A couple of further miscellaneous things about my plane flight: on the first leg I had the seat immediately behind Business Class. They and First Class get served alcohol, and if there's any left over at normal meal services they go to the seats just behind offering. I didn't want any champagne -- basically, I don't drink, and I only accept when I am bumped up into Business or First Class because if you don't have a drink they'll keep asking, like telemarketers of wine -- but the other people in the row also rejected it. As did the people behind me, and the people behind them ... the last I heard the flight attendants were going on, looking without success for anyone to take their offered champagne in plastic cups. It amused me, anyway
Midflight there was snack service, consisting of (I took notes; since I started doing this journal I find I write notes about nearly everything) a bag of ``sun'' chips, one Amay's brand almond cookie, and one ``fun size'' (see the Ozy and Millie strip about that) Twix. It was just a single Twix bar, which seems to go against the whole ``Twix'' philosophy and name. When the attendant handed it to me, I said a reflexive, ``Thank you,'' to which he answered, very crisply, ``Yes, sir.'' It felt like an overreaction.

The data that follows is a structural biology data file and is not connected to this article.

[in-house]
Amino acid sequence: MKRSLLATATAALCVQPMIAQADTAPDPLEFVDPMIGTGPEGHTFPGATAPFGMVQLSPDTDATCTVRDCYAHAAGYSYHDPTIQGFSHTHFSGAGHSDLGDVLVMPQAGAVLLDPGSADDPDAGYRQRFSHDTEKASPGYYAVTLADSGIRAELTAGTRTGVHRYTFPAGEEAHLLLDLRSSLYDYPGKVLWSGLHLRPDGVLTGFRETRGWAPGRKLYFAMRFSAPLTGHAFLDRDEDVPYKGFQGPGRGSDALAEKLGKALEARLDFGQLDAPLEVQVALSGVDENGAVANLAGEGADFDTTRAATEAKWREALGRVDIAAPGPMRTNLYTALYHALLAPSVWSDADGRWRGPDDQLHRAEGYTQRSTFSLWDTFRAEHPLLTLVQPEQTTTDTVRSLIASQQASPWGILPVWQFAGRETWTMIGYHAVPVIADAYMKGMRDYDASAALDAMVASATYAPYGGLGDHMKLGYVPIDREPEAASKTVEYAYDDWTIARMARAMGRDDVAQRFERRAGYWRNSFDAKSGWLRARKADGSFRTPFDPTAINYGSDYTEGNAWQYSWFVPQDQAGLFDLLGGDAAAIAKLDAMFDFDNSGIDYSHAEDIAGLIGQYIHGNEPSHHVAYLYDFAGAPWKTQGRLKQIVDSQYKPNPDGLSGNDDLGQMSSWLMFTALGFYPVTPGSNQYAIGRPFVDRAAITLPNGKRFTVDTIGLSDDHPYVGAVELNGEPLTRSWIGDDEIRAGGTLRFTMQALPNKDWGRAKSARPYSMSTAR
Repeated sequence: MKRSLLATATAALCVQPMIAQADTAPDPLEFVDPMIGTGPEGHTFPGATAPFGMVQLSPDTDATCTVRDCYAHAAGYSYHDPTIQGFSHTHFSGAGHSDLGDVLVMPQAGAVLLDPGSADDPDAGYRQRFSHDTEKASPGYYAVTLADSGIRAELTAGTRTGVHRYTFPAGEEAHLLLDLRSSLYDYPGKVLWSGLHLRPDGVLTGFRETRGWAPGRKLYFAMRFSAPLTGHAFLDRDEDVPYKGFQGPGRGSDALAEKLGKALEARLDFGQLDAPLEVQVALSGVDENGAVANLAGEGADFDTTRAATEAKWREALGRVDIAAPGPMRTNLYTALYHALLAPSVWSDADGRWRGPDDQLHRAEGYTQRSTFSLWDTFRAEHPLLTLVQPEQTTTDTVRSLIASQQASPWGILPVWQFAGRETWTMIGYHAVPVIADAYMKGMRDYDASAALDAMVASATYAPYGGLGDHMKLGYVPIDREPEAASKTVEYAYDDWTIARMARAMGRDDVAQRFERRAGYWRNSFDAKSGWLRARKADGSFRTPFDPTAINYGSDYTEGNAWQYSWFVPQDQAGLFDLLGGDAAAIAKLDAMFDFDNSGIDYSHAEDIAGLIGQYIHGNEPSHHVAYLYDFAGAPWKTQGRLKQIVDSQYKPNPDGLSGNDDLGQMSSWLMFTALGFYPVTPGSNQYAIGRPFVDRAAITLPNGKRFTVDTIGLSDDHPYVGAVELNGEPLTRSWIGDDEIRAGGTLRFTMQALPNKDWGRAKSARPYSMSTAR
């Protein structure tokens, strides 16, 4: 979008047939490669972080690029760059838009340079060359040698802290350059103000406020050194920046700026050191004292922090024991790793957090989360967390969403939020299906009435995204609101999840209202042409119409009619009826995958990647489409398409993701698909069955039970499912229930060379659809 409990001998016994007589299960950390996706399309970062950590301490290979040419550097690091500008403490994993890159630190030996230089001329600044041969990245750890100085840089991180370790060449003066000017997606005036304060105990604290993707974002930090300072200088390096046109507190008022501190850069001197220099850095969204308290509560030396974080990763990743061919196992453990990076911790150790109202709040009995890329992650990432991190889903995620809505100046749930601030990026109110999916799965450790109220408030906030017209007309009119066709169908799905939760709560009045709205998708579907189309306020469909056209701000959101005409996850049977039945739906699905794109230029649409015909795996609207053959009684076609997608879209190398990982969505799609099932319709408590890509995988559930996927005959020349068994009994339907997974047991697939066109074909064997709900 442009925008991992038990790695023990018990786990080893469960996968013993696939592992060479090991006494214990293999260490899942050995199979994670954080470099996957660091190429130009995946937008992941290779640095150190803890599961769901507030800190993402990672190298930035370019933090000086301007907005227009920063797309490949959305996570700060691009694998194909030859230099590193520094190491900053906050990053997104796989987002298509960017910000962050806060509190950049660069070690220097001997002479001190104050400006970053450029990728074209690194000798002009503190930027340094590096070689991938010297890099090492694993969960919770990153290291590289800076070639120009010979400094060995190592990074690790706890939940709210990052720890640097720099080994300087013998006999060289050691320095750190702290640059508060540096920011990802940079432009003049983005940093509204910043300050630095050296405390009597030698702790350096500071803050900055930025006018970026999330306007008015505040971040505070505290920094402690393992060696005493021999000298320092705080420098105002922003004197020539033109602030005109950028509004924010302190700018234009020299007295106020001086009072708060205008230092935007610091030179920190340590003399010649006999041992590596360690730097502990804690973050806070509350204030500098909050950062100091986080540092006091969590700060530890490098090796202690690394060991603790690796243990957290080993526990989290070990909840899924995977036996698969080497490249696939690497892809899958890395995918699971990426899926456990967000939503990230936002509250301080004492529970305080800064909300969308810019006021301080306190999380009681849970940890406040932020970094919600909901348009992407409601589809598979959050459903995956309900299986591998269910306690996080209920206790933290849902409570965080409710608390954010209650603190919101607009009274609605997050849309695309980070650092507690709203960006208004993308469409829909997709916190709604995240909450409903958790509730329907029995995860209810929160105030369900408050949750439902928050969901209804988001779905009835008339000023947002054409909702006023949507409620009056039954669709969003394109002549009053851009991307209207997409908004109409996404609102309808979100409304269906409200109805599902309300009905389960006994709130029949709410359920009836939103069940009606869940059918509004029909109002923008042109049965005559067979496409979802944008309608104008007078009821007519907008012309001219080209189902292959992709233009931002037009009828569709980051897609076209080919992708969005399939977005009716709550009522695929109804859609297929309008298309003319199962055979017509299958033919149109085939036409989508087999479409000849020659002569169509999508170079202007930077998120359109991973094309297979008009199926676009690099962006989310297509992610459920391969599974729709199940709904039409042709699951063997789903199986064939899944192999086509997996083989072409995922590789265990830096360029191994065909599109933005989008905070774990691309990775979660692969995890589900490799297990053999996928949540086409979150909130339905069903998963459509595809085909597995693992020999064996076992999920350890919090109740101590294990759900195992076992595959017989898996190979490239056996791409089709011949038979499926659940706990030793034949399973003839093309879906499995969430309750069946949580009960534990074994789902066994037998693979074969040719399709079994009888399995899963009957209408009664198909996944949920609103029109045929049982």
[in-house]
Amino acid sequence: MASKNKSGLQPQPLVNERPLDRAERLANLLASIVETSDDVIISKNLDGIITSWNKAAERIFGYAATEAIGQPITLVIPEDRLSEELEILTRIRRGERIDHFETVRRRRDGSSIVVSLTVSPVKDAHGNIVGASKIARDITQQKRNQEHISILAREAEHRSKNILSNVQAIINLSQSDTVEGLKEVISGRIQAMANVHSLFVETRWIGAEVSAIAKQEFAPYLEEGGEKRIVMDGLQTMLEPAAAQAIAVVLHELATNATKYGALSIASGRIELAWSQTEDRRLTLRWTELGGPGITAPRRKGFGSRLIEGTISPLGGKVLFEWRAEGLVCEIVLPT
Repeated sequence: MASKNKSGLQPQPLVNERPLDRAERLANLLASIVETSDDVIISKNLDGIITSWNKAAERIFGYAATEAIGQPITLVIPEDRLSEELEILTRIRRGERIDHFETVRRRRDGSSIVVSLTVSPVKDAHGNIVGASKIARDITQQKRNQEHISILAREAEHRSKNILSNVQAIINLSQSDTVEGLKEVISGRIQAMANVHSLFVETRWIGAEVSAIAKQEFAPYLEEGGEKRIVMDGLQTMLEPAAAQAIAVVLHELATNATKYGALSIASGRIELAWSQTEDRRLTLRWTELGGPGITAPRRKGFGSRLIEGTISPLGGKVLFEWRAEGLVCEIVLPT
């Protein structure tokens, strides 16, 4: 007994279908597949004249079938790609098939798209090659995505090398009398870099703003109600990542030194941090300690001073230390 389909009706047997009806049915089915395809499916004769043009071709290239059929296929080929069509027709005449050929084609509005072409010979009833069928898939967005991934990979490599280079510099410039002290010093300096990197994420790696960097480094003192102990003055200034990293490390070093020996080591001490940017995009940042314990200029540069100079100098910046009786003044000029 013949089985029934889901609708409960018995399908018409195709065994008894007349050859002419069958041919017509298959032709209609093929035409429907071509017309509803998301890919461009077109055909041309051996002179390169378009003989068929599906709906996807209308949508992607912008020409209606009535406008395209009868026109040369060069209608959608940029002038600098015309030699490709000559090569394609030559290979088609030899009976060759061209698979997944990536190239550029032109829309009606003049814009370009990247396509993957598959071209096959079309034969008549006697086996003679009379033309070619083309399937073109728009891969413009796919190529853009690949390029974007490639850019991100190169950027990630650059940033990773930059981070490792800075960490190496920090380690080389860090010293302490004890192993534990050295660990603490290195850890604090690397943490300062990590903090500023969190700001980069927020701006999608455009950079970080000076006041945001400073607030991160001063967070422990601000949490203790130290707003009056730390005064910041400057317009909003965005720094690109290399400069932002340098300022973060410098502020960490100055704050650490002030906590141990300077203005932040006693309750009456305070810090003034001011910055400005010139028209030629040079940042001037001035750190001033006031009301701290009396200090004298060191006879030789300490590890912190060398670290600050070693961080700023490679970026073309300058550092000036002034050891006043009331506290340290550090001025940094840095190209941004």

One of the radio channels rotated between two shows of Artists Talking About Whatever They Want, With Music. One of the presenters was Phil Collins, who was happy to present a selection of Phil Collins songs. The other show was Bob Dylan, who had a wonderfully eccentric collection of music from tin pan alley songs up to contemporary tunes. It highlighted for me how Bob Dylan has joined Elvis Presley and William Shatner, in that their impersonators are busy exaggerating other people's impersonations, rather than having anything to do with the person being impersonated. Also it seems like more talented people have more eclectic tastes. And I think I'd be willing to listen to Dylan as a radio host for pretty near anything, even if (maybe because) his comments on songs ranged from fascinating biographical tidbits through to perfectly odd statements such as this one I wrote down about Judy Garland: ``Like Prince, she's from Minnesota.'' It's true, I guess, but it's quite the leap to try processing seven hours into your flight.
Trivia: The prisoners in the Bastille when it was stormed were four forgers, two lunatics, and one young noble. Source: A History of Modern France, Volume 1: 1715-1799, Alfred Cobban.
Currently Reading: The Persistance of Vision, John Varley.